Speaking of invitations, invite your admins to anything special that's going on in your classroom. I invited my admins to all of my "publishing parties" last year after a colleague said my celebration idea sounded great and was worth sharing. I was petrified at first, but I got used to it, and now I look forward to showing off my and my students' hard work. Don't worry too much about the kiddies, either--most kids will also welcome the chance to show off and be on their best behavior.

Take advantage of your right to pre- and post-observation conferences. Formal observations are serious business--they go in writing and into your permanent file. If your admin doesn't offer pre- and post-observation conferences, ask for them, in writing. Most admins will offer them. My old AP was a real machine: you got a memo a week before the pre-ob conference, have the pre-ob, have the ob, and the same day you got a memo with the date of the post-ob. No fuss, no muss. Not all admins are that organized, though, so know your rights and exercise them.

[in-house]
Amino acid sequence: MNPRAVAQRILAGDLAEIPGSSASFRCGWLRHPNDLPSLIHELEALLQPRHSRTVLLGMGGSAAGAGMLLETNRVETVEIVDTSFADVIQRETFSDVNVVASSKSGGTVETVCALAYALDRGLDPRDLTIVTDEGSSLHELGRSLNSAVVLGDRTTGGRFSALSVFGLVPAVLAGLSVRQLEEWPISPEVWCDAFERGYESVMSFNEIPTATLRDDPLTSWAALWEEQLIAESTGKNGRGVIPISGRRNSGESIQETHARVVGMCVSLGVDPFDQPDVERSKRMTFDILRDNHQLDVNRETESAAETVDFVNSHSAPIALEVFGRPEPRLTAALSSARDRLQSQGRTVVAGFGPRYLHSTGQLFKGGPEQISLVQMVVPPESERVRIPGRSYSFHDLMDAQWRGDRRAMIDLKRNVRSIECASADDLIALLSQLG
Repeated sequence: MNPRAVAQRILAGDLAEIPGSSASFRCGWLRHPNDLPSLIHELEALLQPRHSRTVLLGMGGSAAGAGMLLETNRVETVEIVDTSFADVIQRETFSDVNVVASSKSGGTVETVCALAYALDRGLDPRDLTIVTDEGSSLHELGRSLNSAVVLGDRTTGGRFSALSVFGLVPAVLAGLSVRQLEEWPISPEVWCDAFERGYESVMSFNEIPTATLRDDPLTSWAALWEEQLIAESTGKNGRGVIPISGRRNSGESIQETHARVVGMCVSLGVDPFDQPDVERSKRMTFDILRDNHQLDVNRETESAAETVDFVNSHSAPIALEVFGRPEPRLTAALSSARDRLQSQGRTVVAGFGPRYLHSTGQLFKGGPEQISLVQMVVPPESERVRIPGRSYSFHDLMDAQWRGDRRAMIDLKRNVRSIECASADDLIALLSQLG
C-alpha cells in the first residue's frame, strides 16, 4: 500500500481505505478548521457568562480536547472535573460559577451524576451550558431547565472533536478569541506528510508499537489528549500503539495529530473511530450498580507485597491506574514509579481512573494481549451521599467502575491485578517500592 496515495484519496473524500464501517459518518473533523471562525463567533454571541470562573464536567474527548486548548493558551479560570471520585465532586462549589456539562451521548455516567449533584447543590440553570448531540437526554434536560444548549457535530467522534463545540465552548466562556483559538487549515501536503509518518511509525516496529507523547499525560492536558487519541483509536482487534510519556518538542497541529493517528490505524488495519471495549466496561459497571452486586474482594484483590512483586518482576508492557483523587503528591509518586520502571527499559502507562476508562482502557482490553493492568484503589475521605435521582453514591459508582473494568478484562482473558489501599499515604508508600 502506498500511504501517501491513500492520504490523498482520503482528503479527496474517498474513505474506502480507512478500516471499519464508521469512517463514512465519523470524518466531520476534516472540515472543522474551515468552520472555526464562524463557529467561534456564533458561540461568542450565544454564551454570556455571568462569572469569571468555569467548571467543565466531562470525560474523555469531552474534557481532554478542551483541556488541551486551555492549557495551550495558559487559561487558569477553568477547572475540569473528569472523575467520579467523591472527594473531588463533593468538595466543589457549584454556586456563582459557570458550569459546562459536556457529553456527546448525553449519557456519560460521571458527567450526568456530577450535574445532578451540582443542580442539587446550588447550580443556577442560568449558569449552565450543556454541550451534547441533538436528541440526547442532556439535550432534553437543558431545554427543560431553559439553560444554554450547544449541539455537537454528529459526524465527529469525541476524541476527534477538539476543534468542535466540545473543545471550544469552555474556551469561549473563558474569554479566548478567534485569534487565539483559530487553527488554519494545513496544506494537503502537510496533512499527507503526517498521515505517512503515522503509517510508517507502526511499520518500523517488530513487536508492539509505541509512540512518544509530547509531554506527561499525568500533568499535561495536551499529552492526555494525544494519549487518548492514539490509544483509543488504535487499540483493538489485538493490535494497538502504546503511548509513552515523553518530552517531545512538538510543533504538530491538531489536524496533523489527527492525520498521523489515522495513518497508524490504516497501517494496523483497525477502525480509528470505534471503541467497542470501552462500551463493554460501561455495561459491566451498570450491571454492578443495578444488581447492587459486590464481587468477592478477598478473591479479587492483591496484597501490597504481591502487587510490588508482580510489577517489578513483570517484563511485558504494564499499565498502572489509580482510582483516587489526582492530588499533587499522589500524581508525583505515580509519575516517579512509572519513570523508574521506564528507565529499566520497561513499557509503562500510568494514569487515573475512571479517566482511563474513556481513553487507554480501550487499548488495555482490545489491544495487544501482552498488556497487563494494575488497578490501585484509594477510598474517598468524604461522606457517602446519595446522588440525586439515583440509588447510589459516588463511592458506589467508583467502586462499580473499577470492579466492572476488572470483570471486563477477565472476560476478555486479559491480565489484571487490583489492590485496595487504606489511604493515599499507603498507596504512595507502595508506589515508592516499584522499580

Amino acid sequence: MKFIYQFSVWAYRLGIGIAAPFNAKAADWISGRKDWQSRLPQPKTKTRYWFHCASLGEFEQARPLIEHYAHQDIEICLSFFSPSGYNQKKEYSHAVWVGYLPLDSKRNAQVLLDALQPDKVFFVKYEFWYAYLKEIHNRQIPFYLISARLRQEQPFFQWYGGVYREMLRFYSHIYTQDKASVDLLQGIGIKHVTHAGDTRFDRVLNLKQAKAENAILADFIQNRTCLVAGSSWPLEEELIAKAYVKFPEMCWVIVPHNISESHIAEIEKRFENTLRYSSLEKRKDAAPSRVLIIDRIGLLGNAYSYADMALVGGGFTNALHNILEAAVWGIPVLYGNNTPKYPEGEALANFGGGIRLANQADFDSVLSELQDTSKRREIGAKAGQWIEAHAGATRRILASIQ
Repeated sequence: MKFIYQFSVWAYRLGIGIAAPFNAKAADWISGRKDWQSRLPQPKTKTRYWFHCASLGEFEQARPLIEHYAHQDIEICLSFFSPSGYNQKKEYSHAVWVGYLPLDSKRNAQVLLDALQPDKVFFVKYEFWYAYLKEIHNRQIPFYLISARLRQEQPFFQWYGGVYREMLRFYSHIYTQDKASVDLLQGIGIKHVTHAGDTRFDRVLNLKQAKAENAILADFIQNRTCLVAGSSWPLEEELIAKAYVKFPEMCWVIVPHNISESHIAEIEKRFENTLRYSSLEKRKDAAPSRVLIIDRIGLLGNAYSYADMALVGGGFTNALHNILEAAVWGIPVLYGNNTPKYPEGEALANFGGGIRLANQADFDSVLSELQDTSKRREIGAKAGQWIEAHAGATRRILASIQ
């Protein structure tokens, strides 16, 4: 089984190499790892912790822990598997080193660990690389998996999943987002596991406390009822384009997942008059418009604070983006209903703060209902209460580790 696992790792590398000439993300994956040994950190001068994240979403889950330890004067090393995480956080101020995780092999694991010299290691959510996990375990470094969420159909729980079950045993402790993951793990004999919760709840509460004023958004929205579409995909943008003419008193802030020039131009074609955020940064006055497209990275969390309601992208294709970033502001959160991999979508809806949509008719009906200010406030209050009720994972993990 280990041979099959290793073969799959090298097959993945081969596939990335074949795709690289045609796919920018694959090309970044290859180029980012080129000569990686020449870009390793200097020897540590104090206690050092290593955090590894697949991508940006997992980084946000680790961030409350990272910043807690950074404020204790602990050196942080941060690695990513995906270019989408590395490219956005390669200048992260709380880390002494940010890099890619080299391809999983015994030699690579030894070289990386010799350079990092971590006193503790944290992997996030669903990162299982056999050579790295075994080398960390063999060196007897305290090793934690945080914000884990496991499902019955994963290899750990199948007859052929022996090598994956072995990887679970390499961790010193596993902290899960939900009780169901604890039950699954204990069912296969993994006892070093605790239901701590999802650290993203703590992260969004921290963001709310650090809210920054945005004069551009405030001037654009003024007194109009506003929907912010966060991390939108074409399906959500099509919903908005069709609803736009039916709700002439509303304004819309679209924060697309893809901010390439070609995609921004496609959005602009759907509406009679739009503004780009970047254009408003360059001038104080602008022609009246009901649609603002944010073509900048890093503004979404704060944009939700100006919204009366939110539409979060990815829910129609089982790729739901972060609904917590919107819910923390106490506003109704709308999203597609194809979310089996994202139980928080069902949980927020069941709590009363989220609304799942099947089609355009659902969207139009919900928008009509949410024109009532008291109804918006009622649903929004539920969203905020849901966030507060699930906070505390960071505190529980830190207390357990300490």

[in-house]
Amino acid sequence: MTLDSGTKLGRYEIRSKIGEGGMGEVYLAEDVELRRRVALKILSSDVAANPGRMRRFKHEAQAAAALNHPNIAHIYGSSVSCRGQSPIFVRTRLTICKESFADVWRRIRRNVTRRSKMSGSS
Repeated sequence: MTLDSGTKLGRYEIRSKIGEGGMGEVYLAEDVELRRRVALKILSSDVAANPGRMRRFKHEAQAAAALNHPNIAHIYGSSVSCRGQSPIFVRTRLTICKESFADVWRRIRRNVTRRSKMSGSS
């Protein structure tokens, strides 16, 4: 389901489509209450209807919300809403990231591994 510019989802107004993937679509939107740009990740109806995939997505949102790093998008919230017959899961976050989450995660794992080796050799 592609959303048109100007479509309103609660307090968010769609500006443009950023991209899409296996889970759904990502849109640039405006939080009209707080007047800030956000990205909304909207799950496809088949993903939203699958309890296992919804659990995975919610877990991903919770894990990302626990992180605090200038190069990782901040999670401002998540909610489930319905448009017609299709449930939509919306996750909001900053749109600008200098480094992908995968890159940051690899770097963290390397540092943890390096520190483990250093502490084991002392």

Finally, just as with your colleagues, show your appreciation. Hopefully your admin is a veteran teacher and they will offer you some positive and/or constructive feedback. Use it and express your appreciation when it works. Remember them at the holidays. They have a job I'd never in a million years want, and as much they might be breathing down your neck, try to remember that they have people breathing down theirs, too.

Most admins are good people trying to do a very hard job. They might seem scary, and they do have a lot of power over you in your first three years, but you can have a good relationship with them and learn from them.

I'm almost out of ideas for this series, so if you have any, leave 'em in the comments, along with your compliments, incensed outrage, half-baked ramblings, etc.

Miss Eyre